by Christopher Sanchez
This month, the Fargo Film Festival took the stage at the Fargo Theatre. The five-day festival was filled with events celebrating film and screenings of all genres. While the selection was vast, this reviewer found one film particularly memorable — “Kumiko, the Treasure Hunter.”
The film follows the story of Kumiko (Rinko Kikuchi) and her journey to find a hidden treasure sure to change her life.
Kumiko is a lonely 29 year old who hates her dead-end job as a secretary, lives in a cramped apartment with her pet rabbit and is pretty much alienated from the Japanese society she lives in.
Lonely, envious of her co-workers and striving to impress her disapproving mother, Kumiko finds her only solace in watching The Coen Brothers classic “Fargo,” but she mistakes the cult film for a documentary. She thinks the scene in which Steve Buscemi’s character buries a suitcase full of money in the snowy fields of Minnesota is actually concrete. Her life goal is to find that loot of cash. To do it, she’ll wear out her VHS tape by constantly playing back and freezing the scene to get the meticulous details she needs using her own methods to make a treasure map. She becomes a sort of conquistador.
Kumiko takes a lengthy one-way from Tokyo to Minneapolis, and treks throughout the state of Minnesota. The film has beautiful shots of Kumiko trekking through the snow, trying to find her way, and having a few interesting encounters with residents. From a sweet old woman (Shirley Venard) who welcomes her to stay for the night, to a deputy sheriff (co-director David Zellner) who wants to help but is unsure how, the interactions between this Japanese woman and the mid-western folks she runs into along her journey add a comedic aspect to this otherwise dark film.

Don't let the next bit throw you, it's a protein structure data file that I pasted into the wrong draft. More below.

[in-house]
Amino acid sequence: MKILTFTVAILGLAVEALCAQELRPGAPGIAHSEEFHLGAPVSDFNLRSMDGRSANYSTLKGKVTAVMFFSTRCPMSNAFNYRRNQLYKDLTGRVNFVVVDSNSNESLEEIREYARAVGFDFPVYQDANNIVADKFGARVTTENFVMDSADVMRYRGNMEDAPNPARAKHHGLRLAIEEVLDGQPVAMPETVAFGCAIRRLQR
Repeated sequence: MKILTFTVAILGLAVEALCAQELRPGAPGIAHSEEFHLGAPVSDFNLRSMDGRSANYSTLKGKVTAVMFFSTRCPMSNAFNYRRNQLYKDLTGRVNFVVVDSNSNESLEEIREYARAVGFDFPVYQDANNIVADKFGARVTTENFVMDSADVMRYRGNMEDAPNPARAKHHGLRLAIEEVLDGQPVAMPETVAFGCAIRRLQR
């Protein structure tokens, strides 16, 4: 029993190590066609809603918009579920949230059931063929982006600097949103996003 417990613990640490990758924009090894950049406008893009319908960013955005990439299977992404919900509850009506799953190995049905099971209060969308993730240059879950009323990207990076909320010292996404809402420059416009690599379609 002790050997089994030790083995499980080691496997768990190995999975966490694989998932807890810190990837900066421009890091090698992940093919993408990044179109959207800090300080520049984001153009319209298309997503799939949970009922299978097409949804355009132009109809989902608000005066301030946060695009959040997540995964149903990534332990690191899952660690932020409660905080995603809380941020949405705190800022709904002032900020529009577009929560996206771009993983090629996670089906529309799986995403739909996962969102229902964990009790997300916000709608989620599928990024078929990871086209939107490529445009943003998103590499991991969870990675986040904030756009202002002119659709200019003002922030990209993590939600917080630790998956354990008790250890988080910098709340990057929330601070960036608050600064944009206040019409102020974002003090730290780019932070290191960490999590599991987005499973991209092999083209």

Throughout, the heroine struggles to get to her destination, while the audience wonders why she would go through all this trouble for something that is really a sham. What makes her believe “Fargo” is true?
The film also toys with Kumiko’s sanity. Is she mentally ill or just desperate? It’s a testament to the talented Kikuchi, who, despite being stilted and quiet throughout, is fascinating to watch because her facial expressions say it all. This is truly a case where actions speak louder than words. Director Zellner and his brother Nathan had their work cut out for them, but succeeded in creating a strange yet beautiful odyssey of a woman who doesn’t have a lot going for her, but feels like it’s her destiny to find this fortune as a way out of a dreary life of isolation and depression.
The irony of “Kumiko, the Treasure Hunter” is similar to “Fargo,” being supposedly based on true events. “Kumiko, The Treasure Hunter” is based on an urban legend of a Japanese woman who was found dead in northern Minnesota. According to the legend, she was also in search of treasure because of watching “Fargo” in the early 2000s.
While the story had potential to be very sad, Zellner’s film is darkly comedic. It even gets to the point of becoming strangely moving. The journey she goes through, like the journey found in “Fargo,” is an oddity itself, and it’s no less compelling to watch. The pacing of this film is deliberate; it may test the patience of some viewers, but for those who are willing to go with this challenging, haunting and gorgeously-rendered yarn, it will have its own gratifying payoff.
“Kumiko, the Treasure Hunter” was the closing film at this year’s Fargo Film Festival, and easily a favorite of the event. The film was released Mar. 18 in limited release, and it’s quickly expanding in other cities. Hopefully, the film will be back to the Fargo Theatre again sometime soon.